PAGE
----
Everything came to a pause, however, when COVID-19 impacted the world. The Tokyo Olympics were moved a year, to 2021. With Italy then under lockdown due to it being one of the hardest-hit countries, Obiena’s training came to a halt and he was stranded in the country for most of the year. After a month of not training, he resumed a patterned daily schedule to maintain his shape. He wakes up at 7:30 am to prep his breakfast and to check his emails. Training is at 9-9:30 am, and then he has lunch by 12:30 pm. After resting in the afternoon, he resumes practice at 4-7 pm. “That’s almost every day of my life here in Europe and unless I’m traveling and competing, that pattern is very stable,” he shared. At the time of the interview, he was in Poland to compete Janusz Kusocinski Memorial Meet the next day.
Competing has resumed, but he admits the loneliness persists. “I miss my family. I’m human. I long for relationship. I long for the people I care about. I want to spend time with them, especially how this year showed us how short life can be,” he shared. He began questioning if continuing to compete in sports is “still right,” in light of the current pandemic. He admits that competing is his way of coping with this and improving his mindset from the long distance from his family and the persistent dangers of the virus. Talking with his ever-guiding coach and the people who supported him have kept him focused and intact.
“I miss my family. I’m human. I long for relationship. I long for the people I care about. I want to spend time with them, especially how this year showed us how short life can be.”
Someday, he expressed wanting to share awareness of what pole vaulting is to fellow Filipinos. “Pole vaulting is an extreme sport. People would think you’d be crazy to do that. Who in their right mind would want to jump on a stick to go as high as 18-20 feet?” he says, continuing, “The art of the event is so attractive to me, since I’m not physically extraordinary, but that’s something that I appreciate. There are so much complexity and a lot more ways to go about it. There’s no perfect way to vault.”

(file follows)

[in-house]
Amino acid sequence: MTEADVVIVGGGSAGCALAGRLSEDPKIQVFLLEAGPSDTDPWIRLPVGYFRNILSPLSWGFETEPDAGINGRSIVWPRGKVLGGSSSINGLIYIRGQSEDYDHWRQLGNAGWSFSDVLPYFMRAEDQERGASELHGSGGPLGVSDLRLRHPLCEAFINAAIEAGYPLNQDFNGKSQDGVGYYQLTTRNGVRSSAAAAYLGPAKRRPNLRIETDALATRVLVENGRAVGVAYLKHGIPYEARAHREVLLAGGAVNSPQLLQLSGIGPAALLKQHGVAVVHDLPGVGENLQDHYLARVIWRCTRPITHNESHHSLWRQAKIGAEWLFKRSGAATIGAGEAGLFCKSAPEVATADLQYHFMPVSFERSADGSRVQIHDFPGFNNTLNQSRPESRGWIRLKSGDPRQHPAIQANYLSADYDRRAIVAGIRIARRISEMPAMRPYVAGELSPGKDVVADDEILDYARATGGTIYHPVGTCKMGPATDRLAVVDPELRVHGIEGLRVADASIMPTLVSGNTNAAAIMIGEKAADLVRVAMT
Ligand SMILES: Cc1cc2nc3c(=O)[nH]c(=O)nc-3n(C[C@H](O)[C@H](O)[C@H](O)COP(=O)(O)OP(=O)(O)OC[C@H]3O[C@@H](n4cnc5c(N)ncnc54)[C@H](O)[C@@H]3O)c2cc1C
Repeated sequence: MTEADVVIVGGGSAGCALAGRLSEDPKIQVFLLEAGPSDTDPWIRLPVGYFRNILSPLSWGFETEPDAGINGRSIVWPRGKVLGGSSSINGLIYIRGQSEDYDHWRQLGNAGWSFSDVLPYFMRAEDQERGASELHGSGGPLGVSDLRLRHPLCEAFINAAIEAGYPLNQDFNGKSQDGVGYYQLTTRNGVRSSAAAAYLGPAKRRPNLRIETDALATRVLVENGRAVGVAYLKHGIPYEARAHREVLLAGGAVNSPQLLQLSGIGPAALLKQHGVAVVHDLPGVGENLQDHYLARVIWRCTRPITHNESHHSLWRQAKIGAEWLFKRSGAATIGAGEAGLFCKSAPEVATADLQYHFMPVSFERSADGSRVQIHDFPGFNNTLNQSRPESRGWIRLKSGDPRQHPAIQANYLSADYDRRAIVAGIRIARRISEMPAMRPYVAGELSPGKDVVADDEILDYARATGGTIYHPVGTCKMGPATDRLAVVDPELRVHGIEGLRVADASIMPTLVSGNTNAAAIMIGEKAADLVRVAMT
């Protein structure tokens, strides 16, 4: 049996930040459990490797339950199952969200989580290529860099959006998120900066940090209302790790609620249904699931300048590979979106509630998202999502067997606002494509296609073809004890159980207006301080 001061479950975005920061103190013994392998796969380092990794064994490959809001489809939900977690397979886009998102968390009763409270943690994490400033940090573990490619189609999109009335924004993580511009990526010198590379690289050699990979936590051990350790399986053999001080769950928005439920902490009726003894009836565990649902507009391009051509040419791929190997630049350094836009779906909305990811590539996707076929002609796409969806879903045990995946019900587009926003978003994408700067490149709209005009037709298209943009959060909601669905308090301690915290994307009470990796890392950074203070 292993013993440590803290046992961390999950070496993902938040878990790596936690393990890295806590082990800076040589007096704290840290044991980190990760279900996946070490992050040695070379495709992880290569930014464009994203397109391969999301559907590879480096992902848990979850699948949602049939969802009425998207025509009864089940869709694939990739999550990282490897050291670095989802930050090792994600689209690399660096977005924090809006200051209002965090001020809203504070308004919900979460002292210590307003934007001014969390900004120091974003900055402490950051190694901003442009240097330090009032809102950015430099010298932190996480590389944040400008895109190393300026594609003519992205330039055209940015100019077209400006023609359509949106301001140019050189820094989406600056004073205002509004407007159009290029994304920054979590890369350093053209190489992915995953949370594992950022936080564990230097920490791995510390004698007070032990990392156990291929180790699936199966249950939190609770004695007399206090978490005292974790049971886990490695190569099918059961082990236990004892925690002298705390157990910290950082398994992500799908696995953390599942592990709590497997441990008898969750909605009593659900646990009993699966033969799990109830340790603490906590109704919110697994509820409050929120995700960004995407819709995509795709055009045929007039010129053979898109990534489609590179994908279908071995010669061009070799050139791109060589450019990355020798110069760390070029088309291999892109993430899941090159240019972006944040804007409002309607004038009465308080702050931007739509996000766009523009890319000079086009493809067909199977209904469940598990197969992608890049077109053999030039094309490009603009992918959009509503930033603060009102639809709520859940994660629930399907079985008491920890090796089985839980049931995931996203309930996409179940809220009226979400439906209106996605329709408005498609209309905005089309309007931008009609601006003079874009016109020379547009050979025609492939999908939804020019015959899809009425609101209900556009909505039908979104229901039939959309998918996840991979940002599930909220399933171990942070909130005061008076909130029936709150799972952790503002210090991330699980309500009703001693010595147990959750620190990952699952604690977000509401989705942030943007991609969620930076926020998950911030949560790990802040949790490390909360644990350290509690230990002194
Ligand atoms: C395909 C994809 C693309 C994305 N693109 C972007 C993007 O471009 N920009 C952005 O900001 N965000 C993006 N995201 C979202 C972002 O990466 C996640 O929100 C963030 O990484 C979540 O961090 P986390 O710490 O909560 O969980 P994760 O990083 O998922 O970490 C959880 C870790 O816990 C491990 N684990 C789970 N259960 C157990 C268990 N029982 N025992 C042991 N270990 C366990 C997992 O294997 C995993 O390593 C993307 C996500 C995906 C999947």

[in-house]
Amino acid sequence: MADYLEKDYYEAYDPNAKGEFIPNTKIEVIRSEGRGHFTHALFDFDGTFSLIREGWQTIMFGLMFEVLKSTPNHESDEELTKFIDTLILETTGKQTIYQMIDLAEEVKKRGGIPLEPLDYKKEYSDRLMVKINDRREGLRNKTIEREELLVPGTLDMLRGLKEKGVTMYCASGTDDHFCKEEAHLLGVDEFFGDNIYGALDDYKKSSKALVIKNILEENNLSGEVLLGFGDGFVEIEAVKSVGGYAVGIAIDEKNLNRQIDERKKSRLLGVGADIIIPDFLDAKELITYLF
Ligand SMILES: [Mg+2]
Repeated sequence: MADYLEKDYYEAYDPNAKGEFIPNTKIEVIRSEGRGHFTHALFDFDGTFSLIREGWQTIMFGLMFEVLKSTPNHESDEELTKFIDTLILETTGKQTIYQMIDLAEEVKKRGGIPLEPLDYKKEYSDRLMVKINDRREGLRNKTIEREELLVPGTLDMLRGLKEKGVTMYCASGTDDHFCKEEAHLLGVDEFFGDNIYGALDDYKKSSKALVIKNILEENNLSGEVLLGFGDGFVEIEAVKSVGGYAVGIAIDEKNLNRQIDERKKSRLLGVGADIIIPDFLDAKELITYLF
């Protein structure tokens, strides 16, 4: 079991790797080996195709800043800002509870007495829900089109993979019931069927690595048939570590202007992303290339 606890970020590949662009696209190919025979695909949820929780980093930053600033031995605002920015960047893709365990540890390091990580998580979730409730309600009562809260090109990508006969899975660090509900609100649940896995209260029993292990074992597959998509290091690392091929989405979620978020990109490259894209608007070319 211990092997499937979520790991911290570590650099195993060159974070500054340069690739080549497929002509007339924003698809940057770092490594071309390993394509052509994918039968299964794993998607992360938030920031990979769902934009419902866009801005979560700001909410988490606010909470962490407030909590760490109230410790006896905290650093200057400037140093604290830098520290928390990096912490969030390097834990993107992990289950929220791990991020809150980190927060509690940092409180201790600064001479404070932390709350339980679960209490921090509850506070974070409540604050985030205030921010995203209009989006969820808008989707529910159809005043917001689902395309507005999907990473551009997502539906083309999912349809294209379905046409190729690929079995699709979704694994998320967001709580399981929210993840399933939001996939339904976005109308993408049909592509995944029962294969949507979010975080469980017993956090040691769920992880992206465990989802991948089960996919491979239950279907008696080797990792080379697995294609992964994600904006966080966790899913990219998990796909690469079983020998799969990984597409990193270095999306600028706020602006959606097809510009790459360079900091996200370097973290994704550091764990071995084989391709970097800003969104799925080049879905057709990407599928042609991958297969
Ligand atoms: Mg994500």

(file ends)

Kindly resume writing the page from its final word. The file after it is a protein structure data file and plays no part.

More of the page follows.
Obiena is grateful for being able to be a professional athlete, which is a field that Chinese-Filipinos like him don’t often pursue, and for having supportive parents who advise him at his every step even if they are far away from each other. “The world is changing now. There’s no single, straight path to stability. More and more people who are not doctors, not lawyers, not engineers, they’ve been successful in life. That shows that the stereotypes that Chinese-Filipinos see are not a stereotype anymore,” he concluded, continuing, “I’d rather be happy with what I’m doing and enjoying the things I’m passionate about. This is something that I wanted to do, and still want to do, so that’s why I’m still here.”